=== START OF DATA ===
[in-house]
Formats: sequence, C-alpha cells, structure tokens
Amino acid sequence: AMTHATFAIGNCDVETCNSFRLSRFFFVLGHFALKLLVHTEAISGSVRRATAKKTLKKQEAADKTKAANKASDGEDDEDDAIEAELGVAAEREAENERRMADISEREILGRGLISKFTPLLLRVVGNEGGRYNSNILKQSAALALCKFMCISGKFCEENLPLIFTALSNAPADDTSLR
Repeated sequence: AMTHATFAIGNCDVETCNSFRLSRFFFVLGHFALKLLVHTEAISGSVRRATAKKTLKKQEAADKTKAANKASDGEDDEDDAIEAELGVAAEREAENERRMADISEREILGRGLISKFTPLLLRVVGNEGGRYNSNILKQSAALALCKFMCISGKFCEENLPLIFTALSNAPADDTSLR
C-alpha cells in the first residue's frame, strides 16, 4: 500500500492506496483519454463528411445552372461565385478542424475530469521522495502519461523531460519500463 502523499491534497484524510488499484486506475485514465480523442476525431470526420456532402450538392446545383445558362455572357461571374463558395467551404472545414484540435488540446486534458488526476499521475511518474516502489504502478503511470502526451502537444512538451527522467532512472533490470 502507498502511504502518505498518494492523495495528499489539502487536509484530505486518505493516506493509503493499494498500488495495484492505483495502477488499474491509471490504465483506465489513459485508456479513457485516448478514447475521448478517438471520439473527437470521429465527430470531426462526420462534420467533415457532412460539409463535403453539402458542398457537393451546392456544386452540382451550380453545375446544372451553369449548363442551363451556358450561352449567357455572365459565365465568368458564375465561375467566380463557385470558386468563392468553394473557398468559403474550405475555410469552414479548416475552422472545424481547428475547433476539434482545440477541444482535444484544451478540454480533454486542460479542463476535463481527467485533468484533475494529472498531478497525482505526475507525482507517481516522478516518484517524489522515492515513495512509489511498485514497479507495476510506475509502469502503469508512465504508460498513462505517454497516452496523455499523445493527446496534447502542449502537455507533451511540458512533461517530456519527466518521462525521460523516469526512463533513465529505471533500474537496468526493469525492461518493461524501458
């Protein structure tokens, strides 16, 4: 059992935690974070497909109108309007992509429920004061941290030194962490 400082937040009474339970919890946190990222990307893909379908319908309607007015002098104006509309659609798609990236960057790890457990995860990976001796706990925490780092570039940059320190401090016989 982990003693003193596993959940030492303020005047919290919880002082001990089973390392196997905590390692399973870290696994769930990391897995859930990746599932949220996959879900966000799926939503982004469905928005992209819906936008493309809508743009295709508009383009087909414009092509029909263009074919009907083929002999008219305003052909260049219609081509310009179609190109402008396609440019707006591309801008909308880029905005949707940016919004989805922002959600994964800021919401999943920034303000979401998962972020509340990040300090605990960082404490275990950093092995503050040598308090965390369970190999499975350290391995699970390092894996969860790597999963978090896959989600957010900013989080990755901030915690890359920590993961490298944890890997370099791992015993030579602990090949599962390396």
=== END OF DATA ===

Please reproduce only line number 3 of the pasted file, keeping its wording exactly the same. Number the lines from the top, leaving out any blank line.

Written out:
Amino acid sequence: AMTHATFAIGNCDVETCNSFRLSRFFFVLGHFALKLLVHTEAISGSVRRATAKKTLKKQEAADKTKAANKASDGEDDEDDAIEAELGVAAEREAENERRMADISEREILGRGLISKFTPLLLRVVGNEGGRYNSNILKQSAALALCKFMCISGKFCEENLPLIFTALSNAPADDTSLR